The Apology: Can A Good Person Be Harmed?
Socrates the well known ancient Athenian philosopher and teacher of Plato and Xenophon was the main subject in Plato’s apology. It narrated the speech delivered by Socrates in his own defense at his trial. In 399 BC Socrates was put under trial on the following stated charges against him like corrupting the youth of Athens and for impiety, atheistic beliefs or disbelief in the gods of Athens. The decision to bring Socrates to trial is motivated by their speculation that his influence and popularity was a serious threat to the democracy of Athens.
Apology is Plato’s account of Socrates defense speech before the Athenian jury. The text itself was divided into three parts. The first part includes Socrates’ main defense speech. Second part includes Socrates’ proposal of counter penalty and the last part is Socrates’ final address and comments on his sentence. Here in the last part, Socrates was given the opportunity to say a few closing remarks to the jury, and delivers a philosophical statement on death and the afterlife. Socrates primary concern in life was the pursuit of wisdom, not in the sophistic sense of practical efficiency in public life, but as moral excellence of soul. Socrates in fact seemed to have been the first philosopher to see the soul as the moral essence of the individual, which is related to having a virtue.
Socrates believed that he was innocent and their accusations were unjust. He holds unto his personal convictions and stands on his belief that a strong moral foundation is essential more than anything else. He believed that no good man deserve any form of harm or danger in his life and the harm that happens to a good man still has a good purpose in it.
“Nothing can harm a good man either in life or after death and his fortunes is not a matter of indifference to the gods.”
Socrates believed that no harm can come upon a good man. He defends himself from the jury and proved that he was not doing anything which deserved punishment. Though there are many people similar to his situation has undergone the same and suffered despite of their innocence and good image. It is something difficult to comprehend and has deep meaning behind those words. Like any man can say such treatment was not appropriate for a righteous person. It is a big question on why good people still suffer despite of their goodness. Both bad and good things happen to an evil person and a good person. He still believed that the bad things that happen to good people will bring benefit to the person sooner or later and the situation will not last forever.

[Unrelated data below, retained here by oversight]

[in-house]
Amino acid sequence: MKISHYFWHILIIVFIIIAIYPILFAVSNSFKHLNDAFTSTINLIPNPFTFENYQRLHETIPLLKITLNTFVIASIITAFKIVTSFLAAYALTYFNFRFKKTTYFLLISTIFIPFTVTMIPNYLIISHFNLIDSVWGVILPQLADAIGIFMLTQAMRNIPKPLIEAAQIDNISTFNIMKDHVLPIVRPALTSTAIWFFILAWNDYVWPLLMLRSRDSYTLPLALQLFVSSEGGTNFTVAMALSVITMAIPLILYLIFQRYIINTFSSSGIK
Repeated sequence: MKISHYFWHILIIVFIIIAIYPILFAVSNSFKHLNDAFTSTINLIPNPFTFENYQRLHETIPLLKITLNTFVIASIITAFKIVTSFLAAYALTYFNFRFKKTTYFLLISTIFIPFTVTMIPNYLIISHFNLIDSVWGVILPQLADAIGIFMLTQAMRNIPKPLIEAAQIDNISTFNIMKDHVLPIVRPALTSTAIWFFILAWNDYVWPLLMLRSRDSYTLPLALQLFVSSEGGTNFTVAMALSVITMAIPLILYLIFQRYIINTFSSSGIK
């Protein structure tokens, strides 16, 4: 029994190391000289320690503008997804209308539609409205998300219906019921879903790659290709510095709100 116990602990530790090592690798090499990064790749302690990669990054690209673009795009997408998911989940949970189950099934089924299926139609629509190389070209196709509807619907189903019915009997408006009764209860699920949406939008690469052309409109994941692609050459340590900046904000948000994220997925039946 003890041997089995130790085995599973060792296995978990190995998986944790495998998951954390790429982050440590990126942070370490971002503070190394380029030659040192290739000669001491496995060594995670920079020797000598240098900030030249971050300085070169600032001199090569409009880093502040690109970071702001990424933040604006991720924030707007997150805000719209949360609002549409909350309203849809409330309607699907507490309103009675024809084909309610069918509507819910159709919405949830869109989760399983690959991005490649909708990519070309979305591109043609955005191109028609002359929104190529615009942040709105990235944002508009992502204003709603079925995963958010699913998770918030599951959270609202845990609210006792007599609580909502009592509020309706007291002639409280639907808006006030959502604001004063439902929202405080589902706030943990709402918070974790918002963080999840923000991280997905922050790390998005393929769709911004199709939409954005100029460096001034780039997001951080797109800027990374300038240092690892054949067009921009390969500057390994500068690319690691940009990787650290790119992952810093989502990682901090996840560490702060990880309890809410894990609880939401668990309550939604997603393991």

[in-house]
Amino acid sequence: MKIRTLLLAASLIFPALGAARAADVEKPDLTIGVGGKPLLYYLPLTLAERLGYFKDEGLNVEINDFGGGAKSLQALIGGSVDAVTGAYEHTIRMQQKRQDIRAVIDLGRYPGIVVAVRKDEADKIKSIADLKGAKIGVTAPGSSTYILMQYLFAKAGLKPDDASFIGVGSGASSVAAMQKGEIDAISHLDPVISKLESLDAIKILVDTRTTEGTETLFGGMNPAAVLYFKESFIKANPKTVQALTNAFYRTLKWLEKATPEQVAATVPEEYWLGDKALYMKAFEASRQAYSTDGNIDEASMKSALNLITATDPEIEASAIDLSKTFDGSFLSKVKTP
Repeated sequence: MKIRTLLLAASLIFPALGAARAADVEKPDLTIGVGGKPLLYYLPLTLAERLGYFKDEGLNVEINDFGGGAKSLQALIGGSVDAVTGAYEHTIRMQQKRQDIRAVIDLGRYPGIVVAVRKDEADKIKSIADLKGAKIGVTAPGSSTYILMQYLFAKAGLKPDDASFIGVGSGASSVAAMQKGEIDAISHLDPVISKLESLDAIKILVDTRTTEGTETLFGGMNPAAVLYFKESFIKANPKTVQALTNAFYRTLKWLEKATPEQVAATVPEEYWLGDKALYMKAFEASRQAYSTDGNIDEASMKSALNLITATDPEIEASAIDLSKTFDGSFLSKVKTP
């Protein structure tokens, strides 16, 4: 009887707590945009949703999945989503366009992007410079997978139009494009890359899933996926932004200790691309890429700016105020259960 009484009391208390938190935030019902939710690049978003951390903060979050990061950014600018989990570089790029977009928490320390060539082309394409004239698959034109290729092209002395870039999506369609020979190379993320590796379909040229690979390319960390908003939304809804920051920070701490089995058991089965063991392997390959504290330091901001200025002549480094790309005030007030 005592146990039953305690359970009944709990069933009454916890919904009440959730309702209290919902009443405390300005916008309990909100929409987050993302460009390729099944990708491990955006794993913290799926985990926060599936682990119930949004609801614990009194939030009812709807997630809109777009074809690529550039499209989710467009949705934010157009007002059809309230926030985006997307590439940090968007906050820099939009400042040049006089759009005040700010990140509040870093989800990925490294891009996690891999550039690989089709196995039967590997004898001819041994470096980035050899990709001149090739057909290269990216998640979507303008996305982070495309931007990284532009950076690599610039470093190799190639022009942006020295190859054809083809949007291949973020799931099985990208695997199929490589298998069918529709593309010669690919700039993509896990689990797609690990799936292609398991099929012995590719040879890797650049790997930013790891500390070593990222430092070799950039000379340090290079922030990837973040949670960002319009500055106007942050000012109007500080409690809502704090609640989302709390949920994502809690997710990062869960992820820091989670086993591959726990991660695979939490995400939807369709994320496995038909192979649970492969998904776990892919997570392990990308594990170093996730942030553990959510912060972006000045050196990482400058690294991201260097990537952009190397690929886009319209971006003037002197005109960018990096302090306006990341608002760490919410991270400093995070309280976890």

“I suspect that this thing that has happened to me is a blessing, and we are quite mistaken in supposing death to be an evil…Death is one of two things: Either it is annihilation, and the dead have no consciousness of anything; or it is really a change: a migration of the soul from this place to another.”
At this point he learned to accept his fate and look at death in a positive way. He didn’t get easily discouraged or turn into desperation. He learned to embrace death with courage and a positive anticipation. He understands what is going to happen next to him.
“As soon as I am dead, vengeance shall fall upon you with a punishment far more painful than your killing me…you will have more critics.”
In declaring this, Socrates knew that his critics and persecutors will suffer more. He prophesied what will happen to them. He knows that there is justice in one way or another. Vengeance will surely come upon those that accused him and sentenced him to die.
“I suggest, gentlemen that the difficulty is not so much to escape from death (which he eventually must face whether he begs for his life now or not); the real difficulty is to escape from wickedness…”
For Socrates, wickedness was much difficult to escape than death itself. He did not tolerate any form of wickedness by being morally upright. Being wicked is worst than to die. It is better to die than to suffer from doing evil and wicked things which his opponents prefer to do. He was even able to forgive his condemners and their wicked plans about him.
“To let no day pass without discussing goodness and all the other subjects about which you hear me talking and examining both myself and others…and that life without this sort of examination is not worth living.”
He values life, knowledge and wisdom. As a philosopher he didn’t let his day pass without appreciating the goodness of life. Socrates had devoted himself in the examination and understanding of life. Life for him has deep meanings and importance. He searched for the truth and imparted his wisdom to his listeners. His philosophical views made him a hero for many. He endured everything because of his deep devotion to wisdom.
“other heroes of the old days who met their death through an unjust trial, and it compare my fortunes with theirs – it would be rather amusing, I think – and above all I should like to spend my time there, as here, in examining and searching people’s minds, to find out who is really wise among them, and who only thinks that he is.”
He looked forward to converse with the heroes of the old days in the face of death. He knew he will meet them after he died. For him death is inescapable at that moment. He conditioned his mind for the better things coming ahead. He believed he can continue his search and journey to human life experience and greater understanding.
Grube, George Maximilian. “Plato Five Dialogues: Euthyphro, Apology, Crito, Meno Phaedo” Hackett Publishing Co., 2002.
“Reading Plato’s Apology” 2000 M. Russo. 30 September 2008 <http://www.molloy.edu>
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